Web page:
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Co-Occurrence of Australian Land Birds: Diamond's Assembly Rules Revisited
Nicholas J. Gotelli, Neil J. Buckley and John A. Wiens
Vol. 80, No. 2 (Nov., 1997), pp. 311-324
Stable URL: http://www.jstor.org/stable/3546599
Page Count: 14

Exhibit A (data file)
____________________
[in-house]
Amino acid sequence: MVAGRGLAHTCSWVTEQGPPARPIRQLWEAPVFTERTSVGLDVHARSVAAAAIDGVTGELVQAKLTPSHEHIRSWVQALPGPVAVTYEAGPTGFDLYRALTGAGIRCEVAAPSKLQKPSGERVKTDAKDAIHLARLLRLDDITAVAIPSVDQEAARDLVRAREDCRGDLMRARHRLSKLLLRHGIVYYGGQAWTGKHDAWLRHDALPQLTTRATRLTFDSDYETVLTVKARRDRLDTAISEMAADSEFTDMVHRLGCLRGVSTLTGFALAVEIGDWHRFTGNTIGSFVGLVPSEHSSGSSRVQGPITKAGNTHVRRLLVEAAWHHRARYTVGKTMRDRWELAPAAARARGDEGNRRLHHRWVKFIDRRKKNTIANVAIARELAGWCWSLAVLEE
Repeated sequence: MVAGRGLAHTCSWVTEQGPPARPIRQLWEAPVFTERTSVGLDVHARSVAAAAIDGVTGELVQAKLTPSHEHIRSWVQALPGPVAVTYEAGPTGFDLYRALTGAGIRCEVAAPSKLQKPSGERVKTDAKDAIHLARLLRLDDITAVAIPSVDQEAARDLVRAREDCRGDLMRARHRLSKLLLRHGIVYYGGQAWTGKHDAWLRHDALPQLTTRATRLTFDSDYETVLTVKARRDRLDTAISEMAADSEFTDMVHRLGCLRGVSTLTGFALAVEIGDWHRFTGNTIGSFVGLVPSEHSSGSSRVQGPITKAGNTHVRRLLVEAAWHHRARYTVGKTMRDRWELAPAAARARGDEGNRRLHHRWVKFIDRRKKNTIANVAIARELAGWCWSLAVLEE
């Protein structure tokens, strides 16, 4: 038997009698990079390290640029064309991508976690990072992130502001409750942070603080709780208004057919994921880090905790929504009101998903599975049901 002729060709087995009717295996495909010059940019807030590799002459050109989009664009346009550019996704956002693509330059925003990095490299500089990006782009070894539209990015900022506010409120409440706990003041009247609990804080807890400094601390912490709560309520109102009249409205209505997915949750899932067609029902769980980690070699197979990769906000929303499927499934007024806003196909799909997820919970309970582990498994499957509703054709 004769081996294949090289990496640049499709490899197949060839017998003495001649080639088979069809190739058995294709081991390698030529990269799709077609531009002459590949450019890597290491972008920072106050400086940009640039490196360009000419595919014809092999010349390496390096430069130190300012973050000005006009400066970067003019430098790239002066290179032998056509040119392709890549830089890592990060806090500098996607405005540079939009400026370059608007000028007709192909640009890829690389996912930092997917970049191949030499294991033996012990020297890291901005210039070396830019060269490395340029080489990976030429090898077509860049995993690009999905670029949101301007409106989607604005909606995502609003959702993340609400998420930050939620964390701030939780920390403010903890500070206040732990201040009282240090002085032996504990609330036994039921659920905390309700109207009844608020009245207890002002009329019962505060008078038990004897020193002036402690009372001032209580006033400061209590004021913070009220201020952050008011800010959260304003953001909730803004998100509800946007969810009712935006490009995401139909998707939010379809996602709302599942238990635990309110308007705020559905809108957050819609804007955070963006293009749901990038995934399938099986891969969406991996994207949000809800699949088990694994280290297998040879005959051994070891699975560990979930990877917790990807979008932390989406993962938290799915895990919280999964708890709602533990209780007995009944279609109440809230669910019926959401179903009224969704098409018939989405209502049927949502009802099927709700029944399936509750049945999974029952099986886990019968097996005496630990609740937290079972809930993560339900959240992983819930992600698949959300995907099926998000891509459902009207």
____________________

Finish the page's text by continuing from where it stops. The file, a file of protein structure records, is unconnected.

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Using null model simulations, we tested for non-random patterns of local co-occurrence in 28 congeneric guilds of the Australian avifauna. At the scale of 1° latitude-longitude blocks, species in most guilds co-occurred more often than expected by chance. However, coexistence was significantly less than expected for six of the 28 guilds. In four of these guilds (Climacteris, Cinclosoma, Manorina, and Psophodes), the species were segregated by habitat use and/or geographic range. The remaining two cases were complicated by uncertainty in taxonomy (Malurus) and unreliable field records (Corvus). We also examined distribution patterns in five Australian guilds that are analogs of avian guilds designated by Diamond for the Bismarck Archipelago. For two of the five guilds (Pachycephala and Zosterops), co-occurrence in Australia was less than expected, mirroring an insular pattern of "checkerboard distributions" in the Bismarck Archipelago. For the remaining three guilds (Ptilonopus, Myzomela, and Lonchura), co-occurrence was significantly greater than expected. Overall, our results suggest that competitive-based assembly rules are not important in determining species coexistence within most congeneric guilds of the Australian avifauna, at least at the large spatial scale of our analysis.
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